Can behaviour be changed, and if it can, what are the better forms of behaviour change available to L&Ders, HR types, and ultimately to the organisation we work for/on behalf of.
Allow me to sidetrack for a moment, while I talk about Dan Pink – he of purpose, autonomy and mastery fame. He who, when delivering a keynote speech at CIPD ACE back in 2012, told all the HR types that selling is ultimately what our game is about. He of the famous RSA video on what really motivates people.
He’s recently done a series on National Geographic in the UK where he’s tried to show how possible it is to get people to change their behaviour. The series is called Crowd Control, and at 22 mins per episode, it’s very watchable.
What I love about Pink is that he’s not just saying we should do things better or differently, but he’s experimenting and using research based approaches to show what makes a difference.
In the series, he shows how possible it is to get people to:
– wash their hands after they’ve been to the toilet
– eat less in an all you can eat restaurant
– listen and watch in flight instructions for what to do in an emergency
– hand in a lost wallet
– stop using their mobile phones in a restaurant
– remember where they’ve parked at the airport
– throw their rubbish in a bin while out drinking
– stop peeing in a public swimming pool
All quite impressive stuff.
But what he actually shows, is that getting people to change their behaviour is really hard. In pretty much most of the examples above, he had to game people into changing their behaviour. That is, he created an element of fun/competition/winning to encourage people to change their automatic behaviour. In other instances, he drew on empathy as a way to motivate behaviour change.
At work, we know that behaviour change is hard. It’s why there’s a whole industry built specifically around it as a topic. The challenge with taking the Dan Pink approach in Crowd Control is that he designed a situation to create a better result. When you have that freedom available to you, of course you can create change. Often, though, what we’re faced with is that we can’t design a situation to specifically change a behaviour. We’re often tasked with changing a lot of behaviour in a very tight time frame.
If you take into account the RSA video, and the work he’s done in Crowd Control, what we’re seeing is that on one level he’s saying treat people with respect at work and they’ll be great. On another he’s saying design a situation where people only have the choice to act better.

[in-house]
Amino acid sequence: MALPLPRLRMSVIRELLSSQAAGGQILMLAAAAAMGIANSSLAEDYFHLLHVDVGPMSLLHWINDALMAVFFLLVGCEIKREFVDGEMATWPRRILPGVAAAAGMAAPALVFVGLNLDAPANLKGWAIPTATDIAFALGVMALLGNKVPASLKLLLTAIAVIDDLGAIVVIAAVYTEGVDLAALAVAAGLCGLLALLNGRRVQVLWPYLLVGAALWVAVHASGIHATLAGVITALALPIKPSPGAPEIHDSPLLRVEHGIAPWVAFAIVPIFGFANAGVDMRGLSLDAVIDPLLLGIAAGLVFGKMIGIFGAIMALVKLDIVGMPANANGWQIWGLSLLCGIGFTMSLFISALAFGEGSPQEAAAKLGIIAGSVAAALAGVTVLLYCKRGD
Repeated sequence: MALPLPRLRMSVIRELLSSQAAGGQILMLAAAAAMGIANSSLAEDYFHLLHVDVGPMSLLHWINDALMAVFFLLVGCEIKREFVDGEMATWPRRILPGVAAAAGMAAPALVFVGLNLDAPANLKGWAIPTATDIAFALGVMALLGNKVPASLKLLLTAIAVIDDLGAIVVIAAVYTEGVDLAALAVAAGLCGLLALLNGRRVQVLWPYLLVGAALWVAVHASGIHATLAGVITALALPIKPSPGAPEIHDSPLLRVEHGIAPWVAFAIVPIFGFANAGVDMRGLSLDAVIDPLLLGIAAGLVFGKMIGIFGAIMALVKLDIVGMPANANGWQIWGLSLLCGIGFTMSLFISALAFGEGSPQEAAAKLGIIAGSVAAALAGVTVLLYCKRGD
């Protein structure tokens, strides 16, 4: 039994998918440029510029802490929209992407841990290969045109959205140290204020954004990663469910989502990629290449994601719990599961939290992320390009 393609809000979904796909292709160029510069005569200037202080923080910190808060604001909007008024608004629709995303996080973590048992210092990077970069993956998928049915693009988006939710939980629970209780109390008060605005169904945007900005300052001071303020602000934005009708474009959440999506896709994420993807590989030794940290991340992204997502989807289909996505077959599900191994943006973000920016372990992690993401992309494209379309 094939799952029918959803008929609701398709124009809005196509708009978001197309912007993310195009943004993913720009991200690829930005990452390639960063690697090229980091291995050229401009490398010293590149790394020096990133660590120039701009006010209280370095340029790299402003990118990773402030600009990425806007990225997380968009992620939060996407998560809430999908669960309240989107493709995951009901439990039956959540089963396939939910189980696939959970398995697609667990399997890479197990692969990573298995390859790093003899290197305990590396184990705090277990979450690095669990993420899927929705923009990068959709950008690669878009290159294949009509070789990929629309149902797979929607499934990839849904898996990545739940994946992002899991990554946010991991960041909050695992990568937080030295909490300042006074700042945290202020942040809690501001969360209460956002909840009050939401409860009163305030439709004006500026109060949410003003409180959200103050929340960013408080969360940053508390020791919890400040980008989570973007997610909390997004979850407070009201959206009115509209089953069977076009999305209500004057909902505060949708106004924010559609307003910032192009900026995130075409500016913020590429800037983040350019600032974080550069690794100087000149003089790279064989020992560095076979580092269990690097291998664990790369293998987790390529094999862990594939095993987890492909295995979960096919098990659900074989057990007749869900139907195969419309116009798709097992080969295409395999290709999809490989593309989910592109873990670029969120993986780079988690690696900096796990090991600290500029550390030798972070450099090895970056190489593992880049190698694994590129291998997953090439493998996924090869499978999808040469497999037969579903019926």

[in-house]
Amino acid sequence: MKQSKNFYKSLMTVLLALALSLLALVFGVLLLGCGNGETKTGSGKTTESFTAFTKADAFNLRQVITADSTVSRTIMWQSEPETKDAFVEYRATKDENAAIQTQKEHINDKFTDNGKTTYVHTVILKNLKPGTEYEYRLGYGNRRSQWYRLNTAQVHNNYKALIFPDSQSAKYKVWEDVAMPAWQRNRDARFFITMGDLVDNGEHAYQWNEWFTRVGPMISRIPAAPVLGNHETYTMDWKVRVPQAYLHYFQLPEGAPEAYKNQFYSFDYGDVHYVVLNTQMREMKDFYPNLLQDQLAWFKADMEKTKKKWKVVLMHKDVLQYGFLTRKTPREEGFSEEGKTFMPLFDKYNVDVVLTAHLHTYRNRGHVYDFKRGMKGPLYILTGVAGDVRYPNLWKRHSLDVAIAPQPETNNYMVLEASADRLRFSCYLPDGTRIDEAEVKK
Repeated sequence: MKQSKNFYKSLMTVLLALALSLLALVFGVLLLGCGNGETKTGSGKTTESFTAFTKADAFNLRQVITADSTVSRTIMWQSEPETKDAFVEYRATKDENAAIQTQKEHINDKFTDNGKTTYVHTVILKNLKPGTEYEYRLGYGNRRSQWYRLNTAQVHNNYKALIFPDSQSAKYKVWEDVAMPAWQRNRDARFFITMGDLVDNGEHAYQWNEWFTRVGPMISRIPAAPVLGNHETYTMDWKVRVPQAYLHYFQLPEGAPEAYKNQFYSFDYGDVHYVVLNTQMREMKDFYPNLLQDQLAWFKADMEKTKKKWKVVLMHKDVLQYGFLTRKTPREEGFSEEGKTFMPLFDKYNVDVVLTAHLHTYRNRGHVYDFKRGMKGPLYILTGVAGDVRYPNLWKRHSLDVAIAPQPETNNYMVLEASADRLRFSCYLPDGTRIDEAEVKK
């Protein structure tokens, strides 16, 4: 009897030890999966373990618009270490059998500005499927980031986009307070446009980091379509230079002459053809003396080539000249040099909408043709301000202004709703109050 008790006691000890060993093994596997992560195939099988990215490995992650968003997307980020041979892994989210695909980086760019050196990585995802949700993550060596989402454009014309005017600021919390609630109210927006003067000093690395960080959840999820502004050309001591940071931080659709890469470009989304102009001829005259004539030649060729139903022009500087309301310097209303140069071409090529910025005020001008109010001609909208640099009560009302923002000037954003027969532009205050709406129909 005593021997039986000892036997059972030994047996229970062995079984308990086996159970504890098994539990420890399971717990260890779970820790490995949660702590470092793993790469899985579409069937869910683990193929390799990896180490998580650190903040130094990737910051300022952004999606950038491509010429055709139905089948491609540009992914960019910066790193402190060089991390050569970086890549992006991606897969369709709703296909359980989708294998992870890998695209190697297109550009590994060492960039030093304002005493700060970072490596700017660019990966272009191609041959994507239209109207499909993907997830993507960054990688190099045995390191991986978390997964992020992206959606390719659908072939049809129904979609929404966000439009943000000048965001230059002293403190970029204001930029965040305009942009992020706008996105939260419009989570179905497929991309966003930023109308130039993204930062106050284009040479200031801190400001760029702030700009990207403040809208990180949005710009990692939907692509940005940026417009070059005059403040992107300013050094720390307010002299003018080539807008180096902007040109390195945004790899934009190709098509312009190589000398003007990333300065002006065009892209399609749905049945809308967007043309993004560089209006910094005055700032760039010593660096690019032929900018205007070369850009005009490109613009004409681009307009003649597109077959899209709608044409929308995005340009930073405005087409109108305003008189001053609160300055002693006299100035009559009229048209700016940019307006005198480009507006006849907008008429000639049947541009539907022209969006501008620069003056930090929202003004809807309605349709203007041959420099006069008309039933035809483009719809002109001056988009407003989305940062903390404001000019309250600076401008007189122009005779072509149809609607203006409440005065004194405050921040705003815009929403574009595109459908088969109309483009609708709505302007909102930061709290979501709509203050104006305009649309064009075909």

So what’s the right answer?
A couple of weeks ago, Gem Reucroft wrote about an app that she came across which encourages her to try a new behaviour over a 30 day period. The theory being (according to the app developer) that if sustained over this period of time, it becomes a habit, and you will have a newly formed behaviour you’re comfortable continuing with.
Last year, Maria Popova, over on Brain Pickings, wrote about how long it takes to change behaviour too. In her article, she says it can be as little as 20 days, for others as long as 84 days, and there seems to be an average number of 66 days.
Are you getting the idea that this topic of behaviour change is suddenly quite and very complicated?
And I’ve not even tried to talk about what neuroscience tells us about new habit forming.
There is no easy answer here. Organisationally, we have to be cognisant of all of the above because it all informs us of how complex it is.
When a manager asks and expects that a one day workshop, or some e-learning content will resolve the learning need, we can quite confidently say that isn’t the case. What is harder to sell, is that for behaviour change to take place, it needs up to 66 days worth of effort and practise for behaviour to change.
Take that in the context of developing someone’s assertiveness skills. Or they need compliance training. Or they need management development. Or they need time management training. Or they need to become a project manager. Or they need to learn a new bit of code. Or they need to learn the new system. Or they need to understand customer service better. And you don’t have 66 days available.
I’m feeling a bit exhausted now.